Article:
“La cybernétique « américaine » au sein du structuralisme « français ».” La Revue d'Anthropologie des Connaissances. Vol. 6, no. 3, 2012.
“From Information Theory to French Theory: Jakobson, Lévi-Strauss, and the Cybernetic Apparatus.” Critical Inquiry. Fall 2011.
“Agents of History: Autonomous Agents and Crypto-Intelligence.” Interaction Studies, 2008, Vol. 9, No. 3., pp. 403-414.
“The Historiographic Conception of Information: A Critical Survey.” IEEE Annals on the History of Computing, January-March 2008, Vol. 30, No. 1, pp. 66-81.
Select Popular and Non-Referred Works
"Untimely Mediations: On Two Recent Contributions to 'German Media Theory'." Paragraph 7, no. 3, 2015. Of my various lectures and texts touching on emerging questions in so-called German media theory, this is my favorite. It's short and to the point and, stylistically, it captures something germane and even intrinsic to the subject matter it treats.
“On Kulturtechniken.” Interview and commentary for Oklahoma Public Radio, April 2012.
“The Tongue of the Eye” (from French to English) by Bernard Stiegler. Translated by Thangam Ravindranthan, with Bernard Geoghegan. In The Philosophy of the Image. Eds. Jacques Khalip and Robert Mitchell. Stanford University Press. 2011.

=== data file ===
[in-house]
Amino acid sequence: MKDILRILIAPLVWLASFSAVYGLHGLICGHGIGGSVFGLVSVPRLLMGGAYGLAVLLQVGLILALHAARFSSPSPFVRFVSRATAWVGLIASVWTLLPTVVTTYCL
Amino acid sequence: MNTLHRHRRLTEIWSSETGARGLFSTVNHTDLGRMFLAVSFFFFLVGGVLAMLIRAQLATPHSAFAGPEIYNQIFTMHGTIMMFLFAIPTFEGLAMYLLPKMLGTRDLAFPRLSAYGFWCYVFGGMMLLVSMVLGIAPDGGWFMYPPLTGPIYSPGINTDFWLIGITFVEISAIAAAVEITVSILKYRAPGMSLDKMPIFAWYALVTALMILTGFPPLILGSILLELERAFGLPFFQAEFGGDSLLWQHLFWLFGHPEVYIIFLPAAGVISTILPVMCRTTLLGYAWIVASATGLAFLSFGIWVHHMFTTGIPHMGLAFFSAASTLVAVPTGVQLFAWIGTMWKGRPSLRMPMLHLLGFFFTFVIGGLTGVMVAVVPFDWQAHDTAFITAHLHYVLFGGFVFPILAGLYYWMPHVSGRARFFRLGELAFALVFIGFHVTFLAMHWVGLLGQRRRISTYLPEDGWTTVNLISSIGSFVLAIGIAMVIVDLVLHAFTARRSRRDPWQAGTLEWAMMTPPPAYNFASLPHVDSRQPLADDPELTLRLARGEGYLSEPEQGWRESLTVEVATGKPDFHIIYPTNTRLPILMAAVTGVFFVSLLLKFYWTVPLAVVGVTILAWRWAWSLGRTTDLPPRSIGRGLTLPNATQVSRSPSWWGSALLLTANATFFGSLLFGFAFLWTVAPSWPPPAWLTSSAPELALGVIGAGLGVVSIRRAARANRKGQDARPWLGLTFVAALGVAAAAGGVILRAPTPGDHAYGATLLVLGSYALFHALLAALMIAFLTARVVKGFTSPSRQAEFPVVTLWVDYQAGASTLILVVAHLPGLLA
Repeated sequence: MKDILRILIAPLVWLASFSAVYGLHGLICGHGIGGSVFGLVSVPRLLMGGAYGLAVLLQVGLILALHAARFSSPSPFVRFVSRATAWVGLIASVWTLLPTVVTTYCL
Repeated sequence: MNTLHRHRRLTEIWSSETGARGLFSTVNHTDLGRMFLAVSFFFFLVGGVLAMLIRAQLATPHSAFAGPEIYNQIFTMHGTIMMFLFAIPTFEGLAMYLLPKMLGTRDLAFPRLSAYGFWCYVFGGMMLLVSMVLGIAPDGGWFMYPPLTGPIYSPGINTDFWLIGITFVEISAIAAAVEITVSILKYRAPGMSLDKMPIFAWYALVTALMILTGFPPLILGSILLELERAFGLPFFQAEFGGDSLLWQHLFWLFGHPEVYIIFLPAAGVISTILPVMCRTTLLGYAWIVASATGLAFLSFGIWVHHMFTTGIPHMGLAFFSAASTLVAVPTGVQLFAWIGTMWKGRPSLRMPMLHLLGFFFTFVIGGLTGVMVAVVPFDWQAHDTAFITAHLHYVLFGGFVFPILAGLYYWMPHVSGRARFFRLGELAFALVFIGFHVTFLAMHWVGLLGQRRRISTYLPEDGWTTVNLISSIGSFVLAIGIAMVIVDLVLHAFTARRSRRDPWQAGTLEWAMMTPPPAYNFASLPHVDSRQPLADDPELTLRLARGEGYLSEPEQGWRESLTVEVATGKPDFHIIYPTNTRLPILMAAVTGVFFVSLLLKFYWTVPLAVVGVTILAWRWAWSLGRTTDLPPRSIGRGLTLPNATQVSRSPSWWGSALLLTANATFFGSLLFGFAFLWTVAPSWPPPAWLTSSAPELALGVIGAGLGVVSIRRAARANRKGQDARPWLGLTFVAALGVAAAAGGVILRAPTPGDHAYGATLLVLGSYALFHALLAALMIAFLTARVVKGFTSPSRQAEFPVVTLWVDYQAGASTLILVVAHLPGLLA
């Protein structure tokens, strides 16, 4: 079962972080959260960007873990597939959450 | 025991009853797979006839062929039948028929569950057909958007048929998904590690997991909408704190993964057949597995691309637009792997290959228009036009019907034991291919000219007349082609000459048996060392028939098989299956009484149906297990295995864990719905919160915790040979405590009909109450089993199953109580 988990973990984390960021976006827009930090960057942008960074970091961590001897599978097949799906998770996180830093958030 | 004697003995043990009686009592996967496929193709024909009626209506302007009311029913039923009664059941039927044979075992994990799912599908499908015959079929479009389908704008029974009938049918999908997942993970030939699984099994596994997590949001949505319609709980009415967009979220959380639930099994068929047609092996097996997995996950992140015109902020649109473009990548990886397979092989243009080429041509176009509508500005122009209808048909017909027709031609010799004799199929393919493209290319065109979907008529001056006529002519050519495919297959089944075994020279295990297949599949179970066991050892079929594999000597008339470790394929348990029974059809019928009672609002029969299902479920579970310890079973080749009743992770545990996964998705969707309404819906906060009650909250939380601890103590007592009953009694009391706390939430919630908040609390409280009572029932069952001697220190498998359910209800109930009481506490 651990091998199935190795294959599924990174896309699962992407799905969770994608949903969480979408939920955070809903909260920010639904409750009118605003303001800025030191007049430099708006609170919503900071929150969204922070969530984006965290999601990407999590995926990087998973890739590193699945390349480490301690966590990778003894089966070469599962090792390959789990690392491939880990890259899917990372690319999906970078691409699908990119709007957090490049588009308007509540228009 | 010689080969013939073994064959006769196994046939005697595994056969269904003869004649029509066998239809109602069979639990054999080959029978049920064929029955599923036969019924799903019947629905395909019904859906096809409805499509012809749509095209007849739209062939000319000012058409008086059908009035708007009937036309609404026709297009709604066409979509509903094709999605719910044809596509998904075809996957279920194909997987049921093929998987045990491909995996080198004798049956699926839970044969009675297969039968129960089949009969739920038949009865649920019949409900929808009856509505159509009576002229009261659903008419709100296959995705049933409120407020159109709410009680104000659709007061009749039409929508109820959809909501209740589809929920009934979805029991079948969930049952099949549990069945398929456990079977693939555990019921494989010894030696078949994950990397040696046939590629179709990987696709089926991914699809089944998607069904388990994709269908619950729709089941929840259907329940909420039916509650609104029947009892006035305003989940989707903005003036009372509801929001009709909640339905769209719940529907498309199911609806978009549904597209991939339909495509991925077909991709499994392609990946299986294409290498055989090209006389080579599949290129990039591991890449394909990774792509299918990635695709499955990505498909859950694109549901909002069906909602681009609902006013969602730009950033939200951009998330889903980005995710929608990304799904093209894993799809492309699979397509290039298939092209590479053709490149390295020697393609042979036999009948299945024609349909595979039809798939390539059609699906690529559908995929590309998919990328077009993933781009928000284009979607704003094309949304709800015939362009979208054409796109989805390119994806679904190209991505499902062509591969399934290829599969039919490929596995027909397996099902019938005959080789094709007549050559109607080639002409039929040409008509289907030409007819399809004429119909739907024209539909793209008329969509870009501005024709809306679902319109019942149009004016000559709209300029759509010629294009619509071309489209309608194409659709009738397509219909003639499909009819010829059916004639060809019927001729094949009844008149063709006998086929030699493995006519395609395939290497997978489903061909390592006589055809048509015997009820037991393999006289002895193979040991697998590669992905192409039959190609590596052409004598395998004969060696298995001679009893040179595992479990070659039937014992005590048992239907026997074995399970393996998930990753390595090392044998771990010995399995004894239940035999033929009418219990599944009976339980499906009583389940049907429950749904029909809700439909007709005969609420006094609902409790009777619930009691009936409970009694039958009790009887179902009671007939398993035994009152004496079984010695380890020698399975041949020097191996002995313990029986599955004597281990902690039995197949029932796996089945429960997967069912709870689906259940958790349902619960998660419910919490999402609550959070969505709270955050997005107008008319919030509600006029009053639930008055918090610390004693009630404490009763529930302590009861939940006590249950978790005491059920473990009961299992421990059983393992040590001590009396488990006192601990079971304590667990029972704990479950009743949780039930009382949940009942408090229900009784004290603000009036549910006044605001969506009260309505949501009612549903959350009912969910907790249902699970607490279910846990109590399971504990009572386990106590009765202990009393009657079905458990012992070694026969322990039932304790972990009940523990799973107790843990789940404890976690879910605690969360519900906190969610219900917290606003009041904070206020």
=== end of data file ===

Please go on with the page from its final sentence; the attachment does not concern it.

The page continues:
“Metropolitan Time: Cultural Techniques of Urban Synchronization” (from German to English) by Christian Kassung. For presentation in an English-language lecture series held in Guangzhou, China, October 2012. Publication forthcoming. Feel free to contact me if you would like a copy in the meanwhile.
On Gilbert Simondon: Individuation and Technics. Co-edited with Mark Hayward. SubStance. Vol. 41, no. 3, 2012.
2012— “Cultural Technologies: Dialogues on Media, Art and Science.” Podcast. Host, producer, editor.
2007 “La Modernité sans la Modernisation.” Digital video with online distribution platform. Directed by Bernard Stiegler and produced by the Institute for Research and Innovation (Pompidou Center). Produced and edited interviews featuring Bernard Stiegler, André Green, Jean-Luc Nancy, Kevin McLaughlin, Dominique Lecourt and others. Discussion of project online here.
MP3s of a few of my Lectures